The WellSpan Spotlight

Itching for summer: what to know about summer insects and plants

Practice bug safety this summer

Summertime is a great time to lace up your hiking boots and take in South Central Pennsylvania’s great outdoors. But, while our region is home to many hiking trails, it is also home to ticks, mosquitoes, and plants that can make you very itchy. 

From the bugs to the plants, WellSpan’s Valerie Myers, CRNP of WellSpan Urgent Care offers some advice so you can hit the trails or your backyard safely. 

What’s the buzz about bugs?

While most insect bites leave behind some itchy bumps that are bothersome for a few days, sometimes insect bites can be more dangerous.

"Insects can carry illnesses such as West Nile virus, Zika virus, Rocky Mountain spotted fever, and Lyme disease," said Myers. "While not all insect bites will lead to these illnesses, some could. That's why it's important to prevent bites when possible."

Prevent bites by: 

  • Using an Environmental Protection Agency (EPA) - registered insect repellent containing DEET before going outside. 
  • Wear protective clothing like long-sleeved shirts, long pants, hats, and boots or closed-toe shoes when possible.
  • Additional protection can be provided by tucking shirts into pants and pants into socks.
  • Avoid mosquito bites by staying inside around dawn and dusk when mosquitoes are most active.

“Always inspect yourself for ticks after coming back inside from an afternoon in the woods,” added Myers. “When checking for ticks, focus on the hairline and hair, ears, under the arms, between the legs, around the waist, and the back of the knees.”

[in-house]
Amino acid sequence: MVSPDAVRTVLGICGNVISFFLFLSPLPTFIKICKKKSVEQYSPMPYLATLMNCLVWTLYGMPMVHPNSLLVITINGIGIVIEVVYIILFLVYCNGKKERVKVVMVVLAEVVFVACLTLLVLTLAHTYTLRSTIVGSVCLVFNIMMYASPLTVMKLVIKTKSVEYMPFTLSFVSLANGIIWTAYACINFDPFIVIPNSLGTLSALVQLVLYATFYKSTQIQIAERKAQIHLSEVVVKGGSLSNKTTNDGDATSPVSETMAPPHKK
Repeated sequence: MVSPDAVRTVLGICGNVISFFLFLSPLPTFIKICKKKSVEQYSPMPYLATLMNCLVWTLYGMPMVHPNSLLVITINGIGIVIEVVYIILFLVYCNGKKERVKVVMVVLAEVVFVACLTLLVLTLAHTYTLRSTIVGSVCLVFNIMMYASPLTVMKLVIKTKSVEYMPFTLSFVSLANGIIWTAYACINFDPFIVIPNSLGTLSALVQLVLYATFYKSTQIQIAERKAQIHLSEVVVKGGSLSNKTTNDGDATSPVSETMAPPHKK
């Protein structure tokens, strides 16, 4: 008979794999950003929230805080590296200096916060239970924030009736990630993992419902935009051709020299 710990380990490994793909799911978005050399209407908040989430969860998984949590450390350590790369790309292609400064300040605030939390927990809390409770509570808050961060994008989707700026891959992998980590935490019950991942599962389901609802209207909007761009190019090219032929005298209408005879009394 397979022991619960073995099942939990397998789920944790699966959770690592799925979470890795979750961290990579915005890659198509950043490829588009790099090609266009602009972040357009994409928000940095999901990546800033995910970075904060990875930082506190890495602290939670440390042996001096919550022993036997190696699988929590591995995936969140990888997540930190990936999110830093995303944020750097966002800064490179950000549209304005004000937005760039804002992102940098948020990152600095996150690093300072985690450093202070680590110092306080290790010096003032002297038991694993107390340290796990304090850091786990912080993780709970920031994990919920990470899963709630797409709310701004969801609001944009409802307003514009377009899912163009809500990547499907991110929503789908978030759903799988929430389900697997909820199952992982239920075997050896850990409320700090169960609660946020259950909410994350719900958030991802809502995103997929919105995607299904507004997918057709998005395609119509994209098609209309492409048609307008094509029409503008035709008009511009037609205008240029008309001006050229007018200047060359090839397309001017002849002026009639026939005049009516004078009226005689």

What do you do if you find a tick?

  • Remove the tick from your skin, using fine-tipped tweezers to grip the tick to steadily pull the tick upward. The Centers for Disease Control and Prevention recommends avoiding twisting or jerking the tick, which can cause parts of the tick's mouth to break off and remain in the skin.
  • Cleanse the area with warm water and soap or rubbing alcohol.
  • Don't crush a tick with your fingers to kill it. Instead, dispose of it by flushing it down the toilet, placing it in alcohol, or putting it in a sealed container.

"Although tick bites can occur even into hunting season, warm weather is when tick activity and the spread of Lyme disease is at its highest," said Myers.

While not all ticks carry Lyme disease, it's not worth the risk to go unprotected or forego a skin check after being outdoors.

"If left untreated, Lyme disease can cause severe arthritis, neurological problems, and even cardiac failure months or years after the initial infection,” she added.

In addition to a bullseye rash, flu-like symptoms such as fatigue, joint pain, muscle pain, fever, or chills indicate you may have been bitten by an infected tick. Symptoms typically appear between three and 30 days after being bitten.

"As with any health issue, if you suspect you may have been bitten by a tick, schedule an appointment with your provider or visit one of our many Urgent Care locations," said Myers.

The plants that make you itch

Poison ivy, oak, and sumac are found in most parts of the country and can cause an itchy rash caused by a sticky oil on the plant. 

The rash is an allergic reaction to the oil.  

“The good news is, most of the time the reaction is mild and can be treated at home with cool baths and calamine lotion,” explained Myers. “If you experience trouble breathing, swelling around the face, or develop large blisters, you should seek medical attention right away.” 

It is best to wear long pants, long sleeves, and closed shoes to help keep the oil from getting on your skin. Learn how to identify these plants so you can avoid them the next time you are out in the woods. 

If you think you have touched any of these plants: 

  • Wash your skin right away with soap and warm water. 
  • Use a brush to clean under your nails.
  • Wash any clothing or other items that may have the plant oil on them too.